SCHOOL IS NOT SUPPOSED TO HURT

Youg boy with sad look and hands in front of his mouth

“Theresa” (this is a fictional name) is a young woman with autism who attends a larger high school in Nebraska. She has a history of being physically aggressive with her teachers. During one of those incidents, the school resource officer, who is also a police officer, restrained Theresa. He held her down in a prone position on the floor until her father arrived roughly 20 minutes later. After the incident, Theresa was suspended for “attacking” a teacher.

At the request of Theresa’s parents, an advocate from Disability Rights Nebraska attended a school meeting to determine if Theresa’s behavior was a manifestation of her disability. When we questioned the use of the prone restraint by the school resource officer, the school district could provide no documentation or explanation of the situation. They maintained that if the “Police” took over, there was nothing that they, the school, could do.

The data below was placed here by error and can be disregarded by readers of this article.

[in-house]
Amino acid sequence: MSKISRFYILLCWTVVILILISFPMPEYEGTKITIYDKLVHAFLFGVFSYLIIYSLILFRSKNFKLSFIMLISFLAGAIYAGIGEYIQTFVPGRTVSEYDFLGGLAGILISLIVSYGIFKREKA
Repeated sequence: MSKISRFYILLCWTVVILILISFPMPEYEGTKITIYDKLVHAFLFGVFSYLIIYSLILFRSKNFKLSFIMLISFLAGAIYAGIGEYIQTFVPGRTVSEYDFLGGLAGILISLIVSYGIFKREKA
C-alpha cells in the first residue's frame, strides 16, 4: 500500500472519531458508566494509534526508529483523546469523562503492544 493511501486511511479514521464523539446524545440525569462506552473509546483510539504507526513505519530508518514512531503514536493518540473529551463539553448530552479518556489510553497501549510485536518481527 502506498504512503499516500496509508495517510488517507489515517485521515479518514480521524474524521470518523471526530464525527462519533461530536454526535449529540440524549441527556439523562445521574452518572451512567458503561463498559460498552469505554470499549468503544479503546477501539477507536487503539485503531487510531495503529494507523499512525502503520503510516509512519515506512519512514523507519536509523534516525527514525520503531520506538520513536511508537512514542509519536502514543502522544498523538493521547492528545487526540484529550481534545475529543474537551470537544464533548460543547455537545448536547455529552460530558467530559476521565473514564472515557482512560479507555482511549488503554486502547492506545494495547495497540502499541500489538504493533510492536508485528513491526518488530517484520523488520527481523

After that meeting, our advocate had a long conversation with the school resource officer / police officer regarding the incident. He had no training of proper restraint/seclusion procedure for individuals with developmental disabilities. Although he refused to participate in the school’s sponsored training, he did agree to familiarize himself with Theresa’s IEP and behavior plan, as well as defer to district trained staff if a situation like this arose again.

End Result: We secured a full de-briefing of the incident for Theresa’s parents with the reassurance that school staff would be the first to respond in the future to manage the situation. The use of “law enforcement” would be the last resort. Further, the school changed its policy so that reporting to parents was done even if a situation was ultimately managed by the police department.